Remembering Olympic gold medalist Florence 'Flo-Jo' Griffith Joyner
Olympic gold medalist Florence Griffith Joyner, better known as "Flo-Jo," died in her sleep on September 21, 1998.
Known for her style — long painted nails and colorful one-legged running suits — Griffith Joyner was also celebrated for being the fastest woman to run the 100 meter and 200 meter sprints.
The 1988 Summer Olympics in Seoul
Griffith Joyner broke the 100 meter world record with a time of 10.49 seconds during the Olympic qualifiers in 1988.
Griffith Joyner broke the 200 meter world record during the 1988 Summer Olympics in Seoul, South Korea. Griffith Joyner, Gwen Torrence and Evelyn Ashford were teammates for the USA Team and wore red and white leotards. Griffith Joyner was in lane five, wearing a gold bracelet on each wrist and gold earrings.
At the start of the race, as the camera focused on her face, she smiled. She crossed the finish line in 21.34 seconds to take the gold medal and set a new world record in the process. When the race was over, she kneeled on the ground and pressed her hands into the track, her long red, white, blue and gold-painted nails visible to the world.
Griffith Joyner won two more gold medals at the Seoul Olympics — in the 100 meter and the 4 x 100 meter relay events — and became a household name.
Her success helped her land endorsement deals in Japan as well as acting parts and cameos on American television — including the soap opera "Santa Barbara" and the sitcom "227." Griffith Joyner worked with LJN Toys, who marketed a doll in her likeness — long painted nails and one-legged running suit included.
Griffith Joyner's style and speed brought her international fame, but her performance at the Olympics would become clouded by skepticism. A year after the games, in 1989, a former American track athlete named Darrell Robinson told a European magazine that Griffith Joyner gave him money to buy her growth hormones.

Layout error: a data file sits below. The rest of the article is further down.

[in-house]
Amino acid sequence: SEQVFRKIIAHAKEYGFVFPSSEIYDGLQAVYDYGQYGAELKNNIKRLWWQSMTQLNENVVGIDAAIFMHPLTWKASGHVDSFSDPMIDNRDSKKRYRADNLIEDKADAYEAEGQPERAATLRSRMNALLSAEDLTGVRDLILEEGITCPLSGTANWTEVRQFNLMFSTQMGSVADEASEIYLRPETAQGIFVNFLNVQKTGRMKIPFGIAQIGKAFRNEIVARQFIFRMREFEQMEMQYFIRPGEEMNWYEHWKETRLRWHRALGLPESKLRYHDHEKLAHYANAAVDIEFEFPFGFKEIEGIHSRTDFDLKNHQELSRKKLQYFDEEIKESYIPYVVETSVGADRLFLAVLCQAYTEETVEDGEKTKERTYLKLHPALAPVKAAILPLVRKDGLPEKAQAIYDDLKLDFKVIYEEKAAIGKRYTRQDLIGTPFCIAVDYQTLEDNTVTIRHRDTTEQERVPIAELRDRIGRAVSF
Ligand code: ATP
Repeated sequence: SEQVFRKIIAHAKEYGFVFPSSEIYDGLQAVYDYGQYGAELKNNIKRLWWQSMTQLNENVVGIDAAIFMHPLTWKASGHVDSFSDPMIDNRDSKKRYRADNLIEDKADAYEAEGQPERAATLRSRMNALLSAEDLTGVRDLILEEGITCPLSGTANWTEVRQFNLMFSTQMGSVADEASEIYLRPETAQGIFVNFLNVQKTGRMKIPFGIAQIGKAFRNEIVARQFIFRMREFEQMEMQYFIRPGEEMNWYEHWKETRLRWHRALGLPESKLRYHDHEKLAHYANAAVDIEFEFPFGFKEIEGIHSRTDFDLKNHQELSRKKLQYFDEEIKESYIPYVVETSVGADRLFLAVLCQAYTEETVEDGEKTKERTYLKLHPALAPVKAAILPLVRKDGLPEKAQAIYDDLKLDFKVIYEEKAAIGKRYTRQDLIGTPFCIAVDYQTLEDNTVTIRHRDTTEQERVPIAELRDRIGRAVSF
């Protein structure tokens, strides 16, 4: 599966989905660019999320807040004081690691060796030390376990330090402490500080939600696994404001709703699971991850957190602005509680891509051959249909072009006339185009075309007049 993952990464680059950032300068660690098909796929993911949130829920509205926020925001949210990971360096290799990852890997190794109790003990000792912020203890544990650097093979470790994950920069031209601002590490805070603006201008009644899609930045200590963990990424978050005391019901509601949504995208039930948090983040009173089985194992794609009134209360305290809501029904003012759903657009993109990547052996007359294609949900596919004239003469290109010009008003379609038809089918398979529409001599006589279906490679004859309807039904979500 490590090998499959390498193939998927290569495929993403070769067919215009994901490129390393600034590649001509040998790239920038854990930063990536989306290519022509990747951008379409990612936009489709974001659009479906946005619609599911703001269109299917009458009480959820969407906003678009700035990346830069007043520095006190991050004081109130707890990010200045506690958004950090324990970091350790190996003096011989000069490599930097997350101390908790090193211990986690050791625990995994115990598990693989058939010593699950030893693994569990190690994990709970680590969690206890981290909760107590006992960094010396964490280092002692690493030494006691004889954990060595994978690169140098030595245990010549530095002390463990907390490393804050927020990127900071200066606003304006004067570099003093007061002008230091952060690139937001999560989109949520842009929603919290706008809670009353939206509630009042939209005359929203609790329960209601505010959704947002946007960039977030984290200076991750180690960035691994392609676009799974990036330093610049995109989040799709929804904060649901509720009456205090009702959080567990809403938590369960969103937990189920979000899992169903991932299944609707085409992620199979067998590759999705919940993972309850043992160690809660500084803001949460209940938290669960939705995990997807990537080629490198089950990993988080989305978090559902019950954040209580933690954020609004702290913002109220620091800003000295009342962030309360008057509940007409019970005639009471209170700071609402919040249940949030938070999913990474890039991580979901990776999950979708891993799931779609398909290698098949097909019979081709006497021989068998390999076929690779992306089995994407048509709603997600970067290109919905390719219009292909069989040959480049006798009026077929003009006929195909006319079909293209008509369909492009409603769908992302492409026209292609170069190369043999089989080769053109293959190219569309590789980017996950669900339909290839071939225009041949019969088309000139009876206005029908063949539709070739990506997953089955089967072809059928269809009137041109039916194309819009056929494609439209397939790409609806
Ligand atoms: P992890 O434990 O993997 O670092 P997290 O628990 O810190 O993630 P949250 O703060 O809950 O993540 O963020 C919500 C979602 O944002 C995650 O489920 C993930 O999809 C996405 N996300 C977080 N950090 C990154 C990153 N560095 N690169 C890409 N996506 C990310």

Griffith Joyner denied the allegations, and told the New York Times, "It's all fabricated lies about drugs. I'd be a fool to take drugs."
In 1998, sports commentator John Feinstein told NPR's Morning Edition, "The rumors were there in 1988 in Seoul and I think the first thing to point out is that she never tested positive," he said.
"But she became a star late. She was 28 years old then ... Those rumors are always going to be there, and they were something she was asked about throughout her career, and which she always denied."
The medical commission for the International Olympic Committee says it conducted rigorous drug testing on Griffith Joyner during the 1988 Olympics — and she always tested negative.
Griffith Joyner spoke with journalist Ann Liguori in 1991 about the allegations: "I knew that I had never taken drugs so I didn't let that bother me when people said. I knew that it was a thing that was in the news," she said.
"People were looking for things to point fingers at athletes. I just tried not to take it personal and to just concentrate on the things I had to do and to move on."
Griffith Joyner retires from track
On Feb. 22, 1989, five months after the Olympic games in Seoul, Griffith Joyner announced her retirement from track.
When discussing her retirement with Liguori, Griffith Joyner said, "I retired in 1989 because I could no longer train 100%, in which I'm used to training. If I can't give it my all, I don't want to give it at all."
Griffith Joyner also served as the first female co-chair of the U.S. President's Council on Physical Fitness and Sports — a federal advisory committee to promote health and physical activity — under former President Bill Clinton. At the White House in 1994, Griffith Joyner spoke about the importance of physical fitness.
"All of us have sometimes mouthed the excuse that we're just too busy, that we don't have the time to exercise or be physically active," she said.
"Well, if our busiest citizen, President Clinton, can make the time to run regularly, and become physically active, then I know there are ways for each one of us can find the time and make the time."
Two years later, Griffith Joynerdied from an epileptic seizure caused by an abnormality of blood vessels in her brain.
After she died, allegations of performance-enhancing drugs resurfaced.
The IOC medical commission president Prince Alexandre de Merode released a statement about Florence Griffith Joyner after her death: "We performed all possible and imaginable analyses on her. We never found anything. There should not be the slightest suspicion."
Today, Griffith Joyner is enshrined as one of the greatest athletes in track for revolutionizing women's sprinting with both her speed and her fashion. And more than 35 years after her victories at the summer games in South Korea, she still holds the world records for the 100 and 200 meter sprints.
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